• Federer. Desire. – Paul Kedrosky

    I’m a bit of a Federer hater to be honest with you. But read the attached piece from the Times in 2006. It really gives you a sense of the Greatness of the player. He could be the greatest ever.

  • “We Had Our Perestroika. It’s High Time for Yours.” By Mikhail Gorbachev

    “I have often told listeners that I feel Americans need their own change — a perestroika, not like the one in my country, but an American perestroika — and the reaction has been markedly different. Halls filled with thousands of people have responded with applause”

  • REIT Forfeits a W Hotel – WSJ

    This is pretty high end stuff. So, as I have been saying, it’s not just commercial but hotel & leisure that is getting killed here. “Sunstone Hotel Investors Inc. intends to forfeit the 258-room W San Diego to its lenders after its efforts to reach a compromise on the luxury hotel’s $65 million securitized mortgage failed.”

  • Baltic Dry Index – more than a snap-back rally – Prieur du Plessis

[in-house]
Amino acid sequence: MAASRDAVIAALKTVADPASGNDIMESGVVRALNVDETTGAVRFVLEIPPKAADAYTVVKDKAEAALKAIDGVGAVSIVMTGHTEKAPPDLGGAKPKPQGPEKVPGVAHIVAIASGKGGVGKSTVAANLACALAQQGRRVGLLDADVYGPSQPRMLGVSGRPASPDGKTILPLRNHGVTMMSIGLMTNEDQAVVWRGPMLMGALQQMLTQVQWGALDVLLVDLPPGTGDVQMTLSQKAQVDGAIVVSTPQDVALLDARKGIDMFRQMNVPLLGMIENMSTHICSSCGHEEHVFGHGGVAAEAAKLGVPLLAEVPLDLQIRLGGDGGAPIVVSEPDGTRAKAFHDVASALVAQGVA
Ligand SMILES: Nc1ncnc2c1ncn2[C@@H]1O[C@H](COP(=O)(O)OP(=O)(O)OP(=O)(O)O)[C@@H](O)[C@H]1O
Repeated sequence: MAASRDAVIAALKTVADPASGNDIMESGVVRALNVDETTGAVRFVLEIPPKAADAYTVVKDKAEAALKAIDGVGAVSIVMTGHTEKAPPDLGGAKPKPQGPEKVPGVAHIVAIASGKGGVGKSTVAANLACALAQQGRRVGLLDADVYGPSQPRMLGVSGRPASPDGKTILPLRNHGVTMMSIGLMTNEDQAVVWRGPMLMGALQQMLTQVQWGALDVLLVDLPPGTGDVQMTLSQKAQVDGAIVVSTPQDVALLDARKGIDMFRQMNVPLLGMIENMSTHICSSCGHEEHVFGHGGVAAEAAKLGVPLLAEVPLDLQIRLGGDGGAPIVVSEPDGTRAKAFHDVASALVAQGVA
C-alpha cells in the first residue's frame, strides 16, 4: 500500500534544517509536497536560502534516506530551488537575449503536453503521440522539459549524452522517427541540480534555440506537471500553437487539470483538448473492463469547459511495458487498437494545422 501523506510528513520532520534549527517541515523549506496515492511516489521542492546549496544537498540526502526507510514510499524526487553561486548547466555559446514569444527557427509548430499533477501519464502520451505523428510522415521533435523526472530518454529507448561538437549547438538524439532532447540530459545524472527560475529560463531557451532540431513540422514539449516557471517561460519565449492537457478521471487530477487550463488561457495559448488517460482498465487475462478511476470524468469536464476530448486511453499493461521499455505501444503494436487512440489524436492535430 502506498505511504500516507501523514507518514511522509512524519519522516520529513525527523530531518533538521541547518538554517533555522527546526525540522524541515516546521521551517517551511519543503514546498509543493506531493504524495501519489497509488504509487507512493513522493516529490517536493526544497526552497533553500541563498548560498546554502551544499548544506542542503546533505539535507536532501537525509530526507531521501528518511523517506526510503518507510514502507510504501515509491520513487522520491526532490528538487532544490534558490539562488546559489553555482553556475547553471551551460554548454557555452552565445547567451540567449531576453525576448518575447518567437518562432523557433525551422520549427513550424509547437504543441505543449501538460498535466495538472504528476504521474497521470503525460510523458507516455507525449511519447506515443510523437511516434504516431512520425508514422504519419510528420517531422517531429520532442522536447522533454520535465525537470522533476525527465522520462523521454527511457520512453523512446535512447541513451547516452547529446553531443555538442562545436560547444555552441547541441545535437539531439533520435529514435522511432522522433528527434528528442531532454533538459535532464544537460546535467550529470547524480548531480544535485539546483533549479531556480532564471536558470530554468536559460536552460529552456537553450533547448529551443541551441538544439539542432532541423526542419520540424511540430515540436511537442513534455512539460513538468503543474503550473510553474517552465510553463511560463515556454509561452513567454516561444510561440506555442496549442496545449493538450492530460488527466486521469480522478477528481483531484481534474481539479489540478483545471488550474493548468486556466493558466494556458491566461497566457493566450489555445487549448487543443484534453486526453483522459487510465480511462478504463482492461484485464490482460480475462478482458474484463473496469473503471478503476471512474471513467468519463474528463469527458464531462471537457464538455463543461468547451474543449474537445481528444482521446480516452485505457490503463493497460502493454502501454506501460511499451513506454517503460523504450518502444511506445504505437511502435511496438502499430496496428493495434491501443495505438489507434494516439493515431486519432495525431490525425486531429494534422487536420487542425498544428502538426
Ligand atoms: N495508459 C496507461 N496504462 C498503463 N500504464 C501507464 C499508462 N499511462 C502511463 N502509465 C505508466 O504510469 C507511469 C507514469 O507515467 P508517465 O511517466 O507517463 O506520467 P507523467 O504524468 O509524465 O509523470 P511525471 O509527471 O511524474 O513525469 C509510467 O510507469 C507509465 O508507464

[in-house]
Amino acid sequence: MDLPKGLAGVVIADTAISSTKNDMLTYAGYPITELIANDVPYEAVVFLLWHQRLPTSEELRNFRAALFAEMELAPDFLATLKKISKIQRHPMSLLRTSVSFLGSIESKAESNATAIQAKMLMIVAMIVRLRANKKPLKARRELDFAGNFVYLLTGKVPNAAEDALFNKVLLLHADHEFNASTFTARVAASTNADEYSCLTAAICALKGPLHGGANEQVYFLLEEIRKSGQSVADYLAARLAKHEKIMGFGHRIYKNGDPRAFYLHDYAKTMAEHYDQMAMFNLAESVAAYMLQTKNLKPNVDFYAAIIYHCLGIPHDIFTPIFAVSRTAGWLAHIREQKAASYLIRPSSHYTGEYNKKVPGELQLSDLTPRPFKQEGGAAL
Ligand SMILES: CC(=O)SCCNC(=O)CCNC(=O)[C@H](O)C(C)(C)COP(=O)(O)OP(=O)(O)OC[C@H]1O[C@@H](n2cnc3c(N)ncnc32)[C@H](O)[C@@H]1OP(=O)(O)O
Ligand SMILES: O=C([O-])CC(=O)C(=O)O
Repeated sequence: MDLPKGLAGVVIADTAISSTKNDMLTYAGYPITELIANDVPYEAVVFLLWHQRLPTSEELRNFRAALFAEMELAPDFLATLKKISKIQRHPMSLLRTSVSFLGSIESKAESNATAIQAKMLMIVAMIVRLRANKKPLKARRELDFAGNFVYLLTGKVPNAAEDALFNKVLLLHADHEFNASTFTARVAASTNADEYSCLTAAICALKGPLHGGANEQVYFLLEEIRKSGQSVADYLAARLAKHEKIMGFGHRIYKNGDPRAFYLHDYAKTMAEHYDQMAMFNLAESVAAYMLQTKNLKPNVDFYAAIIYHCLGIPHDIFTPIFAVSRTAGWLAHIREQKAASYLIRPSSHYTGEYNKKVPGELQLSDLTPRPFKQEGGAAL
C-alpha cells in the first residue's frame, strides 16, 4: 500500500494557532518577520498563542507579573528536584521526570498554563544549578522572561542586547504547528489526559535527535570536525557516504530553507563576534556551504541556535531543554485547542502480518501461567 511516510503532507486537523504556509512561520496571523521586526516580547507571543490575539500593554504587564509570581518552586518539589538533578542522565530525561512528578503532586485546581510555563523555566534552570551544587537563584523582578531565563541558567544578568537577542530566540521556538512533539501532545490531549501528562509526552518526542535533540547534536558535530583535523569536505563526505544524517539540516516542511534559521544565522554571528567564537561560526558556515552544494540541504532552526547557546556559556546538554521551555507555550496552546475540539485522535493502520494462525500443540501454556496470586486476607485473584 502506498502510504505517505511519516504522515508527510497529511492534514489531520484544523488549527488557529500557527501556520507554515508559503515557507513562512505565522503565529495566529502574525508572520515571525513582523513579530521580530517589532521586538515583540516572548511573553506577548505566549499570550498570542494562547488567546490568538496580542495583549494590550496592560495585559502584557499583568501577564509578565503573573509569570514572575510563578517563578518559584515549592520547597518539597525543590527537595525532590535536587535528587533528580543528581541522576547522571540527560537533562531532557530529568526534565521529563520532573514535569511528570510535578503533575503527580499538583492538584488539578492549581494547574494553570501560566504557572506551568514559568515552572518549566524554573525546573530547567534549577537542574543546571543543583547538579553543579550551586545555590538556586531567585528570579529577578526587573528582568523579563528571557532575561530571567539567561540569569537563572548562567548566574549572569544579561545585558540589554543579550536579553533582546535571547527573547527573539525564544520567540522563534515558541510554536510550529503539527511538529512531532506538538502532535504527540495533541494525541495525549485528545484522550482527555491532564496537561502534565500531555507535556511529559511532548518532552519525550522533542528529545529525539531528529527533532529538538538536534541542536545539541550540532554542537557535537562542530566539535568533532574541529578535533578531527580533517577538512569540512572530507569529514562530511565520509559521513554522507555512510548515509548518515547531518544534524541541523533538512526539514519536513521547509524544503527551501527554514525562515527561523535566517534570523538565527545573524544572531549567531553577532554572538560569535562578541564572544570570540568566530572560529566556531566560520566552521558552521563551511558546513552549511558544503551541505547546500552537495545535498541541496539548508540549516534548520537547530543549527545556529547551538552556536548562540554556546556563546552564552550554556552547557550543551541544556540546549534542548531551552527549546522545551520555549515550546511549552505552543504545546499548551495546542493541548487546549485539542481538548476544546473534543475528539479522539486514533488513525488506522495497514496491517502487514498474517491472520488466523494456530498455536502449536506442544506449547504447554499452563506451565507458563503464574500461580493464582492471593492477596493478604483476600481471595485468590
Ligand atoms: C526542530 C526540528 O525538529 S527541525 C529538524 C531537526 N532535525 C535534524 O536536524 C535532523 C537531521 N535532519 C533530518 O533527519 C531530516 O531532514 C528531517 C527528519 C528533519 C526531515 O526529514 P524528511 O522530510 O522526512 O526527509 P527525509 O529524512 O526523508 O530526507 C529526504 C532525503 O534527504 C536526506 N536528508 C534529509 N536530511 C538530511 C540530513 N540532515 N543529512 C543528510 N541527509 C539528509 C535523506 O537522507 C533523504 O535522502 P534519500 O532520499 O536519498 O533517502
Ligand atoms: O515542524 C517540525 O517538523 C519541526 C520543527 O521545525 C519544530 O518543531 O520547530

“The Baltic Dry Index – a measure of freight rates for iron ore and bulk commodities – rose non-stop for 23 sessions until Wednesday, before declining somewhat Thursday. This surge represents a gain of 517% from its low on December 5. But one needs to put this in perspective: The Index fell by 94% from its high in May 2008, and therefore still needs to rise by a further 188% to match the previous peak. More importantly, this rise seems to be more than a snap-back rally and points to better economic tidings”

  • Achieving Email Bliss with IMAP, Gmail, and Apple Mail – Tidbits

    “For the past few months, I’ve been unusually happy with my overall email situation. I won’t say it’s perfect, but it’s way better than it has been in the past…I’d like to share how I achieved my personal state of email satisfaction.”